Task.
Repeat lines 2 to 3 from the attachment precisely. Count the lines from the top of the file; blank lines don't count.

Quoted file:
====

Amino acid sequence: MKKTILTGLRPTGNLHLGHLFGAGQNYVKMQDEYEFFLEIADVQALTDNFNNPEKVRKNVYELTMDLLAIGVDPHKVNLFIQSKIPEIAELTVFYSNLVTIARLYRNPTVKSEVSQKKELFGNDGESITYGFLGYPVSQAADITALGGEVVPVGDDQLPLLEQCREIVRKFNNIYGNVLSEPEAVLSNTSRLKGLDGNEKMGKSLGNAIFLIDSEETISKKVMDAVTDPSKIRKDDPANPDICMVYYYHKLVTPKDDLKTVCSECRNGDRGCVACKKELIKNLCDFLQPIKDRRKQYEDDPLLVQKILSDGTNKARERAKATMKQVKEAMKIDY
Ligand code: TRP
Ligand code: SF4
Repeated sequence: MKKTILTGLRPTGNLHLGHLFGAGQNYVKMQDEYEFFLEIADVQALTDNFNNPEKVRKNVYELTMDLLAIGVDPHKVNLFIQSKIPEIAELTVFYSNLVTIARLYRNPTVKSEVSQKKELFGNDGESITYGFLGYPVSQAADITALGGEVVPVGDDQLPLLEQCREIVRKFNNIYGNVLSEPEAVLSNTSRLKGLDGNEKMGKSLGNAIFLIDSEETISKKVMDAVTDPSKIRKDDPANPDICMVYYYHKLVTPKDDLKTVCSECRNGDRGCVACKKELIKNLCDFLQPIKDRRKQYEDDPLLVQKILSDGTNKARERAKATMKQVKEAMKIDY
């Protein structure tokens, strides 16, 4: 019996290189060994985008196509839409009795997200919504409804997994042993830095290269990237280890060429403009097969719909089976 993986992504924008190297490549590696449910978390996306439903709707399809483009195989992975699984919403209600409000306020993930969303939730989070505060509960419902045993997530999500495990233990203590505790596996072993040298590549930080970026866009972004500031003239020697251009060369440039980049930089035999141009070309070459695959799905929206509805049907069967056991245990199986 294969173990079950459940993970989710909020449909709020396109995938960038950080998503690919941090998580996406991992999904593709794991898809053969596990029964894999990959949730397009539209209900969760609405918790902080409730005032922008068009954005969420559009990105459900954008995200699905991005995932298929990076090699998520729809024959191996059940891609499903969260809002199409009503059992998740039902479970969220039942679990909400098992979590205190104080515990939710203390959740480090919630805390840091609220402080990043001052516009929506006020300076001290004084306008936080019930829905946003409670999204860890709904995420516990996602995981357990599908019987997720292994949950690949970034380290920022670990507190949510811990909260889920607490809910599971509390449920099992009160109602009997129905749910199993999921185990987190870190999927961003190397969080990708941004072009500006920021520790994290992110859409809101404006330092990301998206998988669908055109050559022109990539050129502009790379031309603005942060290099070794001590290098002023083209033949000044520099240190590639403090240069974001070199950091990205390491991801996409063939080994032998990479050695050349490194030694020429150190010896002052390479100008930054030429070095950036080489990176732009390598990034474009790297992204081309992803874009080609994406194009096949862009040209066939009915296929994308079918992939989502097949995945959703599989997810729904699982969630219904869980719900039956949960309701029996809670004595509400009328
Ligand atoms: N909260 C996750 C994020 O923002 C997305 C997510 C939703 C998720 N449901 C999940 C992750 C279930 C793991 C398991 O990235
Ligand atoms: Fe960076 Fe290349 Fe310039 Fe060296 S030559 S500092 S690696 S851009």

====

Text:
Ligand code: TRP
Ligand code: SF4